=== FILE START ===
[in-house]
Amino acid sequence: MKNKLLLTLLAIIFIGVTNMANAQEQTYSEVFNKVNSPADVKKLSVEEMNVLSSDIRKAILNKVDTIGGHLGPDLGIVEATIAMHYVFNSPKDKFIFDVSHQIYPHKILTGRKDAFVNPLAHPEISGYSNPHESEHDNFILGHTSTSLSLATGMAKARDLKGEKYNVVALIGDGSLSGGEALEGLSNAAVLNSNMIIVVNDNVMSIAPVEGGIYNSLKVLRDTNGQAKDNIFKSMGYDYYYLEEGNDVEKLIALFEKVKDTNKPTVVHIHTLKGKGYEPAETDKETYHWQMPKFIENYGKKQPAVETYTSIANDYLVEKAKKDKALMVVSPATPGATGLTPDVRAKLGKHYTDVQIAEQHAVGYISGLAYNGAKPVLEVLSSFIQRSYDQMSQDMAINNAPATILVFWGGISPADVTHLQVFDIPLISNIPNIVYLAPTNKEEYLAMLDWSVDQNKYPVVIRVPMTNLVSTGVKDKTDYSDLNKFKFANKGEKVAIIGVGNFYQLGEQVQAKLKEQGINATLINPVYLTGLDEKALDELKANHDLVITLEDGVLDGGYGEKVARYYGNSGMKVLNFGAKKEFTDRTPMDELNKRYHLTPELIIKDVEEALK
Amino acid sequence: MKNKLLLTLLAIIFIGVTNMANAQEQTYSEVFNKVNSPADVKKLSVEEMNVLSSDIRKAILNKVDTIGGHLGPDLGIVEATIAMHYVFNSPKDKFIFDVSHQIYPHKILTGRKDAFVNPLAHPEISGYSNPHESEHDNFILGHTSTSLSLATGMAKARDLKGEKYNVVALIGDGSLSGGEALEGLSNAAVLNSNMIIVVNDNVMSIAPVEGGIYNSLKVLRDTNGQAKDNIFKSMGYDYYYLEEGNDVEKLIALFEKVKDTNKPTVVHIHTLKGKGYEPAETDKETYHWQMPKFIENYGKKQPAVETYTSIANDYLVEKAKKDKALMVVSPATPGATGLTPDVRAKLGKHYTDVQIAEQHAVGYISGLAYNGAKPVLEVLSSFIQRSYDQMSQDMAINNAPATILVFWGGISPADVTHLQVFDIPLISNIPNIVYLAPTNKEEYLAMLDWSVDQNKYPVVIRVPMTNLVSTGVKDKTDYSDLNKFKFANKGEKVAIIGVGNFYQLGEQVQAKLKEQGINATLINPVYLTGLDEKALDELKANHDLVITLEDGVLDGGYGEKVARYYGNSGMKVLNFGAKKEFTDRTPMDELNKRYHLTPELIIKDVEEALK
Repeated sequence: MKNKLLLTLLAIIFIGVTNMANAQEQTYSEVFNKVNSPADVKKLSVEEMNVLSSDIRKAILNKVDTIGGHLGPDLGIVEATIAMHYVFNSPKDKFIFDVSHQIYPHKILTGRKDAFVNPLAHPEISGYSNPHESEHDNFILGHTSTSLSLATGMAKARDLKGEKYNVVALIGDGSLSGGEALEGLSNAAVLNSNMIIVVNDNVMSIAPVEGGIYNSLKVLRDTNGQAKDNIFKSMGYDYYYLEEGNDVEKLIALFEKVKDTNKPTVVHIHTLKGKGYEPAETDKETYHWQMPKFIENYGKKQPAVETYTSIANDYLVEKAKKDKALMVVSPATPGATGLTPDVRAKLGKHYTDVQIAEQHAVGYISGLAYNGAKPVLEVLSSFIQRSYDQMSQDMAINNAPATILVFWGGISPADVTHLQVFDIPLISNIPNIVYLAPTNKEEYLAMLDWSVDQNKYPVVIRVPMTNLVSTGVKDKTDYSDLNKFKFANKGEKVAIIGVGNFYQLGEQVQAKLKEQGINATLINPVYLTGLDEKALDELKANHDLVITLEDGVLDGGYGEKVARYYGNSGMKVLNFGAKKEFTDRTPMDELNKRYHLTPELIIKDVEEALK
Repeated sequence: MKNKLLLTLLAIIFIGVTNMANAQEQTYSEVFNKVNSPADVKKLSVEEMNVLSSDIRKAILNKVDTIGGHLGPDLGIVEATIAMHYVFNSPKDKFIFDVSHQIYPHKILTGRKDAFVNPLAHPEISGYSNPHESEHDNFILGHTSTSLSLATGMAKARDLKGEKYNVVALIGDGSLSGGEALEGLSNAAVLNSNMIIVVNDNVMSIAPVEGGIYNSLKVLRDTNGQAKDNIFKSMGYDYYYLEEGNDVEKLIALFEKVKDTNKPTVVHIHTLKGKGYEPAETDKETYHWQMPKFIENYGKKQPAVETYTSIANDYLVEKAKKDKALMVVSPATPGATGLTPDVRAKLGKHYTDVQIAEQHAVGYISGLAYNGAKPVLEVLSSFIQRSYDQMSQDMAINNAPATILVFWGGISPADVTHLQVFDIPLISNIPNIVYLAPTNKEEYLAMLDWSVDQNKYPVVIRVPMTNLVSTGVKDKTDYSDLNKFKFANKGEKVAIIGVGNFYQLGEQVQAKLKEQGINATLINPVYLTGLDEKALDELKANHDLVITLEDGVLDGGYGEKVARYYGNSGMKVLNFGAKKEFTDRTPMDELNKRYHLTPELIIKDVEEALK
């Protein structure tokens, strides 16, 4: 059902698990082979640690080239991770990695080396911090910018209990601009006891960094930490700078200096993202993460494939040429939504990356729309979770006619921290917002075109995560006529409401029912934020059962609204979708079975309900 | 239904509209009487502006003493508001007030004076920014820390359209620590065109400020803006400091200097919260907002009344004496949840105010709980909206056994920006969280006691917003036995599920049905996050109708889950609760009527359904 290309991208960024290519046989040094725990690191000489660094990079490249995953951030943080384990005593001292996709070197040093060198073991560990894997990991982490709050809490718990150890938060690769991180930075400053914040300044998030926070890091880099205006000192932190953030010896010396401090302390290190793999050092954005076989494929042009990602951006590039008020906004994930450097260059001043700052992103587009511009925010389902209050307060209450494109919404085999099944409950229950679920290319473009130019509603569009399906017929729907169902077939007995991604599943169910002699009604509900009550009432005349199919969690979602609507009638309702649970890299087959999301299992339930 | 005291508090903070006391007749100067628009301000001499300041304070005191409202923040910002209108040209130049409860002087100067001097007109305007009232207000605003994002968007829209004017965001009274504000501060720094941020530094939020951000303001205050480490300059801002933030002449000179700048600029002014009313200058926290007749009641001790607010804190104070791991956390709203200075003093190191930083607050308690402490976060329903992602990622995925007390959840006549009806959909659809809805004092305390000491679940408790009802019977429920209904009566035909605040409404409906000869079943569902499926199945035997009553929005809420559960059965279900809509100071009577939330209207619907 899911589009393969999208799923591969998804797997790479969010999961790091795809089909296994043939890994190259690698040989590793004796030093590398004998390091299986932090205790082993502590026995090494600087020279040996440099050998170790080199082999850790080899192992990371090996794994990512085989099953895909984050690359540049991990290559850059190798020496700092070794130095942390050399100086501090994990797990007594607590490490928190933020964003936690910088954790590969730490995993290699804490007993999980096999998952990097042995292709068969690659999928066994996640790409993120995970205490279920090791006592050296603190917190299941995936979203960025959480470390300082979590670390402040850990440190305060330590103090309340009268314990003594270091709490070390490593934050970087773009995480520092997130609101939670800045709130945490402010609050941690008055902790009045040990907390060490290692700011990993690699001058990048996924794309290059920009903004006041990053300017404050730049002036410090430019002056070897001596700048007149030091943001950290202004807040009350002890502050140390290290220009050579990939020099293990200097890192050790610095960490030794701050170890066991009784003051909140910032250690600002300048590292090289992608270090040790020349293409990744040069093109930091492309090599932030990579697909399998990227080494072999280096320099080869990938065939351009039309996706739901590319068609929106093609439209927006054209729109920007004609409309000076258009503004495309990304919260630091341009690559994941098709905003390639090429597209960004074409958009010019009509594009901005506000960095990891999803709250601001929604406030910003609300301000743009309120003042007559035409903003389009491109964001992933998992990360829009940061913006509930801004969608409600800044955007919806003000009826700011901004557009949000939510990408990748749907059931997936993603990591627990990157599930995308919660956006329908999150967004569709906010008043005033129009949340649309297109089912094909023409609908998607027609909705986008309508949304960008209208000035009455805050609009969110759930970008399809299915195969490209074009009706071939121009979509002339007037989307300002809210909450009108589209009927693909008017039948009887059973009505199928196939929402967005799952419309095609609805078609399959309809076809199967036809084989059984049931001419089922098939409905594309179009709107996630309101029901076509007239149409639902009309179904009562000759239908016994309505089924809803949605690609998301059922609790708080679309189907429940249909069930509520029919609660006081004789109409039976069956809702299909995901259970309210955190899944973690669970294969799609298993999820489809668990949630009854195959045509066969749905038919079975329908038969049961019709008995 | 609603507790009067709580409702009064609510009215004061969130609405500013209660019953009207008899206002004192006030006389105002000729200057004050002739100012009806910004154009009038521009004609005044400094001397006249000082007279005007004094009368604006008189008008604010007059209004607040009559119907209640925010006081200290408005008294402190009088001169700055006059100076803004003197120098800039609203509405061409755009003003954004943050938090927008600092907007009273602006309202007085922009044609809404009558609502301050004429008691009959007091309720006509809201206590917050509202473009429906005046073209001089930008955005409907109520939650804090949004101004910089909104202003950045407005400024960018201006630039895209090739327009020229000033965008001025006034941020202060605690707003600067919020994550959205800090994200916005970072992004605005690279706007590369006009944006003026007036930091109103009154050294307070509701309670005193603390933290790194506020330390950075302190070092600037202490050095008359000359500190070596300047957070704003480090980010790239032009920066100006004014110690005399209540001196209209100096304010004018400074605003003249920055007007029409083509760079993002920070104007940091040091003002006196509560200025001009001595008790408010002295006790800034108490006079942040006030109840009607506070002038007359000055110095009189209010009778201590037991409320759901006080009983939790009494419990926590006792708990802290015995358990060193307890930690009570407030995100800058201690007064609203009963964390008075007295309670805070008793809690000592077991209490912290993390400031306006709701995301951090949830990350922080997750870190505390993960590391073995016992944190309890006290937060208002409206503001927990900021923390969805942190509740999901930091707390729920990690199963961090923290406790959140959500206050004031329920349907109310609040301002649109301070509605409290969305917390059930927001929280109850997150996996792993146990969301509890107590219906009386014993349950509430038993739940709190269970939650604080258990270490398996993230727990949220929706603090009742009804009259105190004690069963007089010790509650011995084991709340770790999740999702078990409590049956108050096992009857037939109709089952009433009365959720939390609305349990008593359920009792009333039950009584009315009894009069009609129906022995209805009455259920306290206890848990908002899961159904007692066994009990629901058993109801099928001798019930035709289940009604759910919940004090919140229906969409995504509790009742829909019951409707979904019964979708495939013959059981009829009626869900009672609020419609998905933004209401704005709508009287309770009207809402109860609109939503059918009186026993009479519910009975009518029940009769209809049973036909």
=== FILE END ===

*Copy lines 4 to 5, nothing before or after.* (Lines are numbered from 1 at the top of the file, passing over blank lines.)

Repeated sequence: MKNKLLLTLLAIIFIGVTNMANAQEQTYSEVFNKVNSPADVKKLSVEEMNVLSSDIRKAILNKVDTIGGHLGPDLGIVEATIAMHYVFNSPKDKFIFDVSHQIYPHKILTGRKDAFVNPLAHPEISGYSNPHESEHDNFILGHTSTSLSLATGMAKARDLKGEKYNVVALIGDGSLSGGEALEGLSNAAVLNSNMIIVVNDNVMSIAPVEGGIYNSLKVLRDTNGQAKDNIFKSMGYDYYYLEEGNDVEKLIALFEKVKDTNKPTVVHIHTLKGKGYEPAETDKETYHWQMPKFIENYGKKQPAVETYTSIANDYLVEKAKKDKALMVVSPATPGATGLTPDVRAKLGKHYTDVQIAEQHAVGYISGLAYNGAKPVLEVLSSFIQRSYDQMSQDMAINNAPATILVFWGGISPADVTHLQVFDIPLISNIPNIVYLAPTNKEEYLAMLDWSVDQNKYPVVIRVPMTNLVSTGVKDKTDYSDLNKFKFANKGEKVAIIGVGNFYQLGEQVQAKLKEQGINATLINPVYLTGLDEKALDELKANHDLVITLEDGVLDGGYGEKVARYYGNSGMKVLNFGAKKEFTDRTPMDELNKRYHLTPELIIKDVEEALK
Repeated sequence: MKNKLLLTLLAIIFIGVTNMANAQEQTYSEVFNKVNSPADVKKLSVEEMNVLSSDIRKAILNKVDTIGGHLGPDLGIVEATIAMHYVFNSPKDKFIFDVSHQIYPHKILTGRKDAFVNPLAHPEISGYSNPHESEHDNFILGHTSTSLSLATGMAKARDLKGEKYNVVALIGDGSLSGGEALEGLSNAAVLNSNMIIVVNDNVMSIAPVEGGIYNSLKVLRDTNGQAKDNIFKSMGYDYYYLEEGNDVEKLIALFEKVKDTNKPTVVHIHTLKGKGYEPAETDKETYHWQMPKFIENYGKKQPAVETYTSIANDYLVEKAKKDKALMVVSPATPGATGLTPDVRAKLGKHYTDVQIAEQHAVGYISGLAYNGAKPVLEVLSSFIQRSYDQMSQDMAINNAPATILVFWGGISPADVTHLQVFDIPLISNIPNIVYLAPTNKEEYLAMLDWSVDQNKYPVVIRVPMTNLVSTGVKDKTDYSDLNKFKFANKGEKVAIIGVGNFYQLGEQVQAKLKEQGINATLINPVYLTGLDEKALDELKANHDLVITLEDGVLDGGYGEKVARYYGNSGMKVLNFGAKKEFTDRTPMDELNKRYHLTPELIIKDVEEALK